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J&K: Look beyond the Valley

J&K: Look beyond the Valley

Author: Balbir K Punj
Publication: The Pioneer
Date: September 13, 2002

One may or may not support the RSS plea for the trifurcation of Jammu & Kashmir. But the demand for carving out three different states of Jammu, Kashmir and Ladakh out of the present State of J&K on the eve of the Assembly elections highlights the necessity to protect the divergent religio-cultural compositions of these three regions. It also emphasises the need to reassure Jammu and Ladakh, which have suffered discrimination and neglect since Independence.

As per the 1981 census-the last conducted in the State-Jammu had a population of 27.18 lakh against Valley's population of 31.34 lakh. Ladakh had the minimum-just 1.34 lakh. In surface area, however, the Valley ranks third with just 15,835 sq km, whereas Jammu stretches over 26,293 sq kms. Sparsely populated Ladakh's area is more than Jammu combined with twice the Valley- 59,241 sq kms. But on the issue of voters' strength, Jammu had the largest number, 24.63 lakh, against Valley's 24.10 lakh and Ladakh's 63,597.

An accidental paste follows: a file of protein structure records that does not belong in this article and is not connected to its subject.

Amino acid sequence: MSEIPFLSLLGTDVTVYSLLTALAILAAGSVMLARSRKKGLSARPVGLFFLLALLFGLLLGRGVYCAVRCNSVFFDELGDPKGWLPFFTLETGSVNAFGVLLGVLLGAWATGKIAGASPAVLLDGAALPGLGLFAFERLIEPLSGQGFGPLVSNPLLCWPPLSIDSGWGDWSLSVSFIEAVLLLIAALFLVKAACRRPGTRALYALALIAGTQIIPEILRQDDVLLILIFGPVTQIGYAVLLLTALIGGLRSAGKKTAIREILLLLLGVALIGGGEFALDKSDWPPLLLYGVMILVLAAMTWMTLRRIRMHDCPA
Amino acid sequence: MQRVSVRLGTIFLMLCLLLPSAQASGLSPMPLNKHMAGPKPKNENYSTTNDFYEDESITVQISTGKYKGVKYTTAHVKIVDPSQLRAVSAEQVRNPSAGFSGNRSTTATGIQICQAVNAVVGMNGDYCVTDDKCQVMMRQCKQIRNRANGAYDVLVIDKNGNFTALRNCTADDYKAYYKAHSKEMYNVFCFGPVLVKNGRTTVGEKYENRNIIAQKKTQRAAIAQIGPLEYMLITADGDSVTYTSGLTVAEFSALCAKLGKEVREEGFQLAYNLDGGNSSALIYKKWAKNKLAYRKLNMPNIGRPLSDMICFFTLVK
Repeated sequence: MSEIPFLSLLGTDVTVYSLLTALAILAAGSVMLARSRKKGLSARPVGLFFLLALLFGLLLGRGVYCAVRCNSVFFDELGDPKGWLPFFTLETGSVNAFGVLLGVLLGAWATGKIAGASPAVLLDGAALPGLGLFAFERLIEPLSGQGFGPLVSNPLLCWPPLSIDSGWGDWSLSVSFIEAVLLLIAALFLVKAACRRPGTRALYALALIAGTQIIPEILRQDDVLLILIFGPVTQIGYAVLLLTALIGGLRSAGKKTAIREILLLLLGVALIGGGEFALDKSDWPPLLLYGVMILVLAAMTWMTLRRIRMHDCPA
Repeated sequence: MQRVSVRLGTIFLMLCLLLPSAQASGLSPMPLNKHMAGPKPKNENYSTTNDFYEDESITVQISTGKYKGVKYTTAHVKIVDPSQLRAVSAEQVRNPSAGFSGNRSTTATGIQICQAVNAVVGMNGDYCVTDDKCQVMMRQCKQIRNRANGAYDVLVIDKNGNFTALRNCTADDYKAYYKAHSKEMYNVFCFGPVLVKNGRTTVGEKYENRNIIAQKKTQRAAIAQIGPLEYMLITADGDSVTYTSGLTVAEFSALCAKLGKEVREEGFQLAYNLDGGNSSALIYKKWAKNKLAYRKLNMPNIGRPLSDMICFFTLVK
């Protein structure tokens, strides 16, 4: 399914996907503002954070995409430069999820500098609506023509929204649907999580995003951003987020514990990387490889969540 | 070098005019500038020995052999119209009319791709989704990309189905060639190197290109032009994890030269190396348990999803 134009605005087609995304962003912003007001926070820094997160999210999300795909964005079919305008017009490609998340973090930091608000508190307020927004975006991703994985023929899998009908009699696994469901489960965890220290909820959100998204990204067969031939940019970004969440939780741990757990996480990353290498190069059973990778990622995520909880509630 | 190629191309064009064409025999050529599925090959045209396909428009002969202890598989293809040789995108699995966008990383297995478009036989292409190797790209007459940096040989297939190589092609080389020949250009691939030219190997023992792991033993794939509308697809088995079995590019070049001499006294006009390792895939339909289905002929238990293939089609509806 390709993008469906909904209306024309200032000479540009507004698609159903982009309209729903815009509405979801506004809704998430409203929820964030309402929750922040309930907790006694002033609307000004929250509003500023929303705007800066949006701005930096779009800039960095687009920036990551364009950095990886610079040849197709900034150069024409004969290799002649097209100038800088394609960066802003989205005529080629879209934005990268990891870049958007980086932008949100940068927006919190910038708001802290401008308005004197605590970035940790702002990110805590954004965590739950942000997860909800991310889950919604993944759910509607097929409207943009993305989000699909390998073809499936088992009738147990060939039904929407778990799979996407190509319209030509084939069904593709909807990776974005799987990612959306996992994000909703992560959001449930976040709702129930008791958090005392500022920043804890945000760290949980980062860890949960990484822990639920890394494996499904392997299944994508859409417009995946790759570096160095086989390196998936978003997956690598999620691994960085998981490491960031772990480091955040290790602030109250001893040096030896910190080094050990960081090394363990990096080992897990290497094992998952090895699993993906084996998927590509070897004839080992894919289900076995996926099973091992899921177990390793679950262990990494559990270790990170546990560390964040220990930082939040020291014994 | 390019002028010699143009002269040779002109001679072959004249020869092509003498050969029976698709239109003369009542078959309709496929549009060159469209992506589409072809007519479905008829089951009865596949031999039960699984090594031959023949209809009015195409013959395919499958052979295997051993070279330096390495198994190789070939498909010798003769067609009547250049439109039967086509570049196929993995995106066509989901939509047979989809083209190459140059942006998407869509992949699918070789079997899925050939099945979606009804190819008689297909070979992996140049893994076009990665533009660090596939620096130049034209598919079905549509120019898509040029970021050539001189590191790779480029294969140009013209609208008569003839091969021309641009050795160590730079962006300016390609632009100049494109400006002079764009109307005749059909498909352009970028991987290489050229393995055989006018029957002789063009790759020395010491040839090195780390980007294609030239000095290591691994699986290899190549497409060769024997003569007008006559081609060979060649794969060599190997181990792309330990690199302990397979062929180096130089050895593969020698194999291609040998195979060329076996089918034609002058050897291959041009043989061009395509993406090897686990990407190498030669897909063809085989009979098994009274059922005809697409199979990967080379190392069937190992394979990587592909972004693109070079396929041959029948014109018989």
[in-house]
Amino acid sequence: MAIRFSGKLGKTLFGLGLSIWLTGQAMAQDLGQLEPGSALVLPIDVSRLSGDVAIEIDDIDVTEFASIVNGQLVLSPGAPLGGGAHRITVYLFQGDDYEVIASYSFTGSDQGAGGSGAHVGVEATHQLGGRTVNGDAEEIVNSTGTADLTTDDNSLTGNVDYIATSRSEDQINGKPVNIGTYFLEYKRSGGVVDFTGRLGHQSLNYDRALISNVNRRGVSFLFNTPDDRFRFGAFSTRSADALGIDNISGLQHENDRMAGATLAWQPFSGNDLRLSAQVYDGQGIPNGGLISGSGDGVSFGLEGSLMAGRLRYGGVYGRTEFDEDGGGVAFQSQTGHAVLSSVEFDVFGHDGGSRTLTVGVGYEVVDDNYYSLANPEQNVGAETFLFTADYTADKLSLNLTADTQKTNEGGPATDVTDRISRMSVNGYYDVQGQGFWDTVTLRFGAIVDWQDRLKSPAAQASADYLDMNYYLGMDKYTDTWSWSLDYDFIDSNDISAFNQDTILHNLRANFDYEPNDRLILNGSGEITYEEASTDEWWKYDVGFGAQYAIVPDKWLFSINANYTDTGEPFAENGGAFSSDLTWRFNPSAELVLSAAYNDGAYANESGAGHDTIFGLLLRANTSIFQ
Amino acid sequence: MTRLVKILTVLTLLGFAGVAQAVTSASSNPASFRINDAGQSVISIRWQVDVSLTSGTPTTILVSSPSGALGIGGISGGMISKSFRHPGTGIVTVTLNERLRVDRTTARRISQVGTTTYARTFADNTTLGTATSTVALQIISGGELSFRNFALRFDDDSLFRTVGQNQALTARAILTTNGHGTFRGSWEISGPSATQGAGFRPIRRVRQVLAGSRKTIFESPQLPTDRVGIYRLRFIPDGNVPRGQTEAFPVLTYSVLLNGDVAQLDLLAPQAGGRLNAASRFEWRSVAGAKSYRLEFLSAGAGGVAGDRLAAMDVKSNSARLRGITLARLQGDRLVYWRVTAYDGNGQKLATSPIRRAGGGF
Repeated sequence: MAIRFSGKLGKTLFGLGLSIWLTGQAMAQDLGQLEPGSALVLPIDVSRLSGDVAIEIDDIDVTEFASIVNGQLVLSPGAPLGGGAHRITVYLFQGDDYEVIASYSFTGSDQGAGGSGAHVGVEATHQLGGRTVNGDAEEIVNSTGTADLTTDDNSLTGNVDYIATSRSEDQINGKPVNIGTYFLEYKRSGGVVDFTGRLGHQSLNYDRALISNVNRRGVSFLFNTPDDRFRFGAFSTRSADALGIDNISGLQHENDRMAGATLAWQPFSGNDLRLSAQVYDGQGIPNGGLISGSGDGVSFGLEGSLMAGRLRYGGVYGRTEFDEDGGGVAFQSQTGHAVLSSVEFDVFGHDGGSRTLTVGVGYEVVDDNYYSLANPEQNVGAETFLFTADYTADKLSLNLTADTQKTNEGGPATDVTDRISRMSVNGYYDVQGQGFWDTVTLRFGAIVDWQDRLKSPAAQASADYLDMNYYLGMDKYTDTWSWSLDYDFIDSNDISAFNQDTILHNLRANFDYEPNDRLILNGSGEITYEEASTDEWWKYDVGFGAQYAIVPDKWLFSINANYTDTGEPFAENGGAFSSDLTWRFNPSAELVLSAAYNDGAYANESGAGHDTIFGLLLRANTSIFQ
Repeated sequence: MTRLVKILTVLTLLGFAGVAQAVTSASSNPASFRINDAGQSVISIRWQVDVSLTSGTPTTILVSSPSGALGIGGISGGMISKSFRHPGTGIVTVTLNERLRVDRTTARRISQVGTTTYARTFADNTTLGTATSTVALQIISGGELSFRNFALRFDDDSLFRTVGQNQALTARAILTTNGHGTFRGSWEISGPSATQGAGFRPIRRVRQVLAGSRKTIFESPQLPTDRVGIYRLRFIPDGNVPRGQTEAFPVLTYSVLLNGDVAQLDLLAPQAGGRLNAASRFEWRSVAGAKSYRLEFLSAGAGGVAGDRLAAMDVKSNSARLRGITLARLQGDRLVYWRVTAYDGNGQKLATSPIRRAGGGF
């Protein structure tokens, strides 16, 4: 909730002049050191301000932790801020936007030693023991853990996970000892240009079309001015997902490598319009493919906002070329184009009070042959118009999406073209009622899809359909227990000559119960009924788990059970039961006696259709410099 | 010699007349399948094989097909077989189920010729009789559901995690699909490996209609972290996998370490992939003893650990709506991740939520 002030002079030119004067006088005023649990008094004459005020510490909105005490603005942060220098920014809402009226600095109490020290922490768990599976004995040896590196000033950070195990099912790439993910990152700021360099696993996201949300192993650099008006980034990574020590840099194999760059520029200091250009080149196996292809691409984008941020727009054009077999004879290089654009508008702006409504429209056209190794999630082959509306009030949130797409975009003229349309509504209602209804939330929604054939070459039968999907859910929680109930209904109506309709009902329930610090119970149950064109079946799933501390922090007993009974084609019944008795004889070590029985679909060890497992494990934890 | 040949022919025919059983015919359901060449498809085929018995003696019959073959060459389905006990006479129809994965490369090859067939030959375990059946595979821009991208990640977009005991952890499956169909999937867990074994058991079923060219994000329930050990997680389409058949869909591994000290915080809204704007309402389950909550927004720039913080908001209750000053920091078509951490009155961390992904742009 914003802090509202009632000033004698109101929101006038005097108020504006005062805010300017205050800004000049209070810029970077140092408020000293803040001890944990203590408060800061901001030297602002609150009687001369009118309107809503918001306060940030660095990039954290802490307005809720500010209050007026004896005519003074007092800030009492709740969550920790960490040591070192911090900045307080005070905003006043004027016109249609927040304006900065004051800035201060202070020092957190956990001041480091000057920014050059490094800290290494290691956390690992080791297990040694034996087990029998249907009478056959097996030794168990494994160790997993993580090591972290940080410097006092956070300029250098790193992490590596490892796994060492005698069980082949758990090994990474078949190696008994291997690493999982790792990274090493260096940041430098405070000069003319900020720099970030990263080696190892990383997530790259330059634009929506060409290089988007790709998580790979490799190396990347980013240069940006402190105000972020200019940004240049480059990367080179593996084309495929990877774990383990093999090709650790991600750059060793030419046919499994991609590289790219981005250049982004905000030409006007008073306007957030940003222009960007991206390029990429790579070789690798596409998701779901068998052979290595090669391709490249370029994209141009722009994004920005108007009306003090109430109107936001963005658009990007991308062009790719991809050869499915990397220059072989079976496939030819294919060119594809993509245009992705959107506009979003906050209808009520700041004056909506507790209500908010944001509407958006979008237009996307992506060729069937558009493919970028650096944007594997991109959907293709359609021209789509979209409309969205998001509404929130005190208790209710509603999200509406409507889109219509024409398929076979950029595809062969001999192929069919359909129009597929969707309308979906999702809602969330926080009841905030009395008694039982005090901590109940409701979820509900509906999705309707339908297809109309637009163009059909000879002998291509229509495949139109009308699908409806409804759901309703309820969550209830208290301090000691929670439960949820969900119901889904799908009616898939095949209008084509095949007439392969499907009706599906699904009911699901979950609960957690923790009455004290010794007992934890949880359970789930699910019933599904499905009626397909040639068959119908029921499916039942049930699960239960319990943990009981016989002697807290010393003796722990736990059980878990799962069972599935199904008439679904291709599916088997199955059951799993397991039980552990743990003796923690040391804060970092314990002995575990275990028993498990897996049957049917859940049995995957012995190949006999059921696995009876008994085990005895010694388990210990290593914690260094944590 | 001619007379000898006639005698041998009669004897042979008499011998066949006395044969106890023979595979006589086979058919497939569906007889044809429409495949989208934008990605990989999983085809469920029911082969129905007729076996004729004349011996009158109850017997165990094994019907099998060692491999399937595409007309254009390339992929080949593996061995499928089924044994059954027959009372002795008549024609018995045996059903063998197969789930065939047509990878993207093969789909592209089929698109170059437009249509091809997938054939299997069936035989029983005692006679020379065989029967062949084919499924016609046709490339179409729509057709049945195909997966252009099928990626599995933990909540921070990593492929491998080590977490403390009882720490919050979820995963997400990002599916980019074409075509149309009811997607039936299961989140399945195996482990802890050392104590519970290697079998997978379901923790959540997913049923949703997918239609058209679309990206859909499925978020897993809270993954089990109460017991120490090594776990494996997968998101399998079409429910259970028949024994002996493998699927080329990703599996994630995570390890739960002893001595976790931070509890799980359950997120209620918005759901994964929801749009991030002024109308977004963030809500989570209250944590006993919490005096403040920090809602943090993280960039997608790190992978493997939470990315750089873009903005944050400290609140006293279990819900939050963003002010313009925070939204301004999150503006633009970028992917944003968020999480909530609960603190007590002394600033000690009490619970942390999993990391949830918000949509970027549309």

It is a piquant fact that Jammu with a larger electoral strength finds less representation in J&K Assembly: 37 against Valley's 46, to be precise. Ladakh has just four MLAs. This discrimination is evident in the matter of parliamentary seats: Valley three, Jammu two and Ladakh one. Basically, the political structure is weighed against Jammu, and Ladakhis are given virtually no say at all.

The Valley enjoys the lion's share of development spending. Jammuites must be wondering why- when the J&K Government collects 70 per cent of its revenue from them-it spends only 30 per cent of development allocation on the Jammu region. There is no fair play in the Administration, with only four out of 31 senior appointments going to Jammuites. In the civil secretariat, Valley people are employed to the extent of 90 per cent, with Jammu residents cornered at 10 per cent. If this is not discrimination, what is?

The list of discrimination could pile. One factor is so blatant, we cannot but mention it. The Valley, with only 35 per cent of educational and academic institutions, gets 70 per cent of the State's budgetary allocation for education. Jammu with 65 per cent of institutions sulks with 30 per cent. Over 1.40 lakh people in education have got jobs in the Valley so far, but only 15,000 from Jammu have been accommodated.